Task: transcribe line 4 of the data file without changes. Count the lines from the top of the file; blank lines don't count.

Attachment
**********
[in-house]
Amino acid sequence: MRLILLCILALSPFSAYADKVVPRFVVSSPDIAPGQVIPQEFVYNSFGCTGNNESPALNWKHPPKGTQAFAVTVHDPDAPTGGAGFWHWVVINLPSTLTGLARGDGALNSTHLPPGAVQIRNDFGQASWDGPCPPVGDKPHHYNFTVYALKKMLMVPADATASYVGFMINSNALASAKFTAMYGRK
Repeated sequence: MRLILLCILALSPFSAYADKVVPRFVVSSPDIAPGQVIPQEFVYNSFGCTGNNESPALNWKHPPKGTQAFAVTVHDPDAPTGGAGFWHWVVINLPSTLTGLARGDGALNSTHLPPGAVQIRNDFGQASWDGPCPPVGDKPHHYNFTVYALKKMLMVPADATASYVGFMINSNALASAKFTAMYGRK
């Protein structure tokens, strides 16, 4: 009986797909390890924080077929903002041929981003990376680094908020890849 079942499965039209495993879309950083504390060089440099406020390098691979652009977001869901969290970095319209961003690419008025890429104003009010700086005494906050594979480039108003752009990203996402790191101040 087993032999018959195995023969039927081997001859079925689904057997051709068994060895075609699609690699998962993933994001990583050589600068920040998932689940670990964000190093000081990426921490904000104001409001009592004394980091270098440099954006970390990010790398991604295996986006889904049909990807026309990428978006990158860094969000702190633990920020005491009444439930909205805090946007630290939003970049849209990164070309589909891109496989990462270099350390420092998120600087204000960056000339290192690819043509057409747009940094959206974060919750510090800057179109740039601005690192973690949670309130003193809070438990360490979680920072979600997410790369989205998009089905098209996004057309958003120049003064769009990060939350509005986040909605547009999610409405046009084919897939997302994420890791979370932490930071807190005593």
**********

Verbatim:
């Protein structure tokens, strides 16, 4: 009986797909390890924080077929903002041929981003990376680094908020890849 079942499965039209495993879309950083504390060089440099406020390098691979652009977001869901969290970095319209961003690419008025890429104003009010700086005494906050594979480039108003752009990203996402790191101040 087993032999018959195995023969039927081997001859079925689904057997051709068994060895075609699609690699998962993933994001990583050589600068920040998932689940670990964000190093000081990426921490904000104001409001009592004394980091270098440099954006970390990010790398991604295996986006889904049909990807026309990428978006990158860094969000702190633990920020005491009444439930909205805090946007630290939003970049849209990164070309589909891109496989990462270099350390420092998120600087204000960056000339290192690819043509057409747009940094959206974060919750510090800057179109740039601005690192973690949670309130003193809070438990360490979680920072979600997410790369989205998009089905098209996004057309958003120049003064769009990060939350509005986040909605547009999610409405046009084919897939997302994420890791979370932490930071807190005593």